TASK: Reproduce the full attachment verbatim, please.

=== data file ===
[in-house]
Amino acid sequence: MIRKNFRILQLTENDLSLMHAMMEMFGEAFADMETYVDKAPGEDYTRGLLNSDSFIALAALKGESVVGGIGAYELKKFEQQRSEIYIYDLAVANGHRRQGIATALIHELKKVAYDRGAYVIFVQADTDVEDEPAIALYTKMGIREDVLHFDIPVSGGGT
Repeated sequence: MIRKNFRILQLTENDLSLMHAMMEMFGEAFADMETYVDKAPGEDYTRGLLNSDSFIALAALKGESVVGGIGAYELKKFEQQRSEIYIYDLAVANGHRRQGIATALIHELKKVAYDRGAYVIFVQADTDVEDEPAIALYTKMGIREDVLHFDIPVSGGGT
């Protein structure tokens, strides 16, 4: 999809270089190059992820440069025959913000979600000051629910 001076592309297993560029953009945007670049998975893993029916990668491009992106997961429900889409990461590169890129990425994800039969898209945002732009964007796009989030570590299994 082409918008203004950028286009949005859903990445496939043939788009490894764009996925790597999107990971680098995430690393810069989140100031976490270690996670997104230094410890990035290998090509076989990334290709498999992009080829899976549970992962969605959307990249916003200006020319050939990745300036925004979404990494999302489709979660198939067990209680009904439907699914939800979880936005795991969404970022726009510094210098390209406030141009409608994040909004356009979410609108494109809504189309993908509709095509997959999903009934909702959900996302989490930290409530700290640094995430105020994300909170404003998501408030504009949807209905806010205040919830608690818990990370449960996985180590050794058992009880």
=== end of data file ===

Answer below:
[in-house]
Amino acid sequence: MIRKNFRILQLTENDLSLMHAMMEMFGEAFADMETYVDKAPGEDYTRGLLNSDSFIALAALKGESVVGGIGAYELKKFEQQRSEIYIYDLAVANGHRRQGIATALIHELKKVAYDRGAYVIFVQADTDVEDEPAIALYTKMGIREDVLHFDIPVSGGGT
Repeated sequence: MIRKNFRILQLTENDLSLMHAMMEMFGEAFADMETYVDKAPGEDYTRGLLNSDSFIALAALKGESVVGGIGAYELKKFEQQRSEIYIYDLAVANGHRRQGIATALIHELKKVAYDRGAYVIFVQADTDVEDEPAIALYTKMGIREDVLHFDIPVSGGGT
């Protein structure tokens, strides 16, 4: 999809270089190059992820440069025959913000979600000051629910 001076592309297993560029953009945007670049998975893993029916990668491009992106997961429900889409990461590169890129990425994800039969898209945002732009964007796009989030570590299994 082409918008203004950028286009949005859903990445496939043939788009490894764009996925790597999107990971680098995430690393810069989140100031976490270690996670997104230094410890990035290998090509076989990334290709498999992009080829899976549970992962969605959307990249916003200006020319050939990745300036925004979404990494999302489709979660198939067990209680009904439907699914939800979880936005795991969404970022726009510094210098390209406030141009409608994040909004356009979410609108494109809504189309993908509709095509997959999903009934909702959900996302989490930290409530700290640094995430105020994300909170404003998501408030504009949807209905806010205040919830608690818990990370449960996985180590050794058992009880």